his skin in sweaty patches. Above him hangs a framed photograph of his wife, who ran away with a corporate audi-tor.

“I like him because he plays guitar in a restaurant band after work,” the manager’s wife said be-fore she left. “And he writes comments on Yahoo! His handle is Melody123. That’s creative.
As for you, you have no imagination and no talents.”

The wife’s eyes that can come only from a nightmare—overly large irises, misty-gray with iron speckles, and bloodshotwhites—drill the sleeping man. Because of that, short-skirted big-bosomed women, armed with steak knives and broken wine bottles, chase him in his dreams, and he wakes up with a headache
and red eyes. That’s been going on for at least 1,001 nights.

His wife was a smoker. He imagines what it is like to inhale smoke. Won’t it burn his lungs? He coughs.

Good thing he cleared their mutual bank account after she made this announcement, while she was packing her suitcases. After all, she made only 81% of what he did.

When the waitress tells the male customers about the house specials, she leans low. At least it’s low for the manager. Her breasts—the little he can see of them—are gold diluted by milk. His ears turn the color of the Chinese flag. When she walks, she sways her hips, causing his head to swim. She is taller than he is,
though not by much.

Sometimes, she pours herself a shot of whiskey, and he watches her swallow it, imagining it go down her silky throat. Once, he saw her taking $10 from the register. He put his own money in to replace it.

He’s never seen her with either a man or a woman. Is it possible that someone is not interested in sex? He dismisses this possibility. It would ruin his world without an opportunity for fixing it.

He imagines her marrying him and tending to the fire of his heart at his home hearth. He berates himself that his thoughts are too patriarchal, but then retorts that it his desire doesn’t come from the out-dated male ego, but because it would be so poetic to marry someone who is so deep in poetry. He’ll buy a wider bed. Maybe bu hao means “my love?”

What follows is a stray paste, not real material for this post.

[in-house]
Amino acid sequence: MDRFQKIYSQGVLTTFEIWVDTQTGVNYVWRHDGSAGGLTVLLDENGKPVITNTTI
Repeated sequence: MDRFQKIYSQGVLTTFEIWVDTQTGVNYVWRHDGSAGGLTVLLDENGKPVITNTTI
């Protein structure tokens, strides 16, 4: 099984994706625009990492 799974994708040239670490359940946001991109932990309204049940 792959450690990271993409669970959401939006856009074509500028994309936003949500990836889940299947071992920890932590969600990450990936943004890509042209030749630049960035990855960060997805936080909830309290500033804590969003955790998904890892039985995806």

Later, she tells him about her boyfriends. She had three so far.

The manager is envious of all three though they are probably worthless dudes. He bets that’s what they call themselves. They certainly are not poets.

The manager watches a flash of the waitresses’ legs and the flaunting curve of her spine, and he’s ready to flip. She doesn’t see him watching her, he hopes. On the other hand, she never sees him. Never! He’s Mr. Cellophane from the musical Chicago, but who can’t even sing. Maybe he also needs to get her something antique, something with a romantic, poetic story attached.

Like about a loving couple that shared a quilt for forty years, who dreamed under it, made love under it, conceived children under it, warmed their bodies under it during the cold nights, kept a genera-tion of cats on top of it, but a thief stole it while they went on their first vacation in years, and sold on e-Bay for peanuts, and now the couple is searching all over the country for the stolen quilt.

The manager steps away, covers his face with the menu, and tries to find a perfect rhyme for “smitten.” “Bitten” smacks of a vampire movie. “Mitten” is totally irrelevant. “Written?” “It has been writ-ten that you and me will be together forever, my sexy kitten.” That’s just plain stupid. The day he finds the rhyme, he will ask her out. But this is as hard as finding a perfect rhyme for “orange” or “silver,” which every student of poetry knows is impossible, but which every student of poetry wants to crack.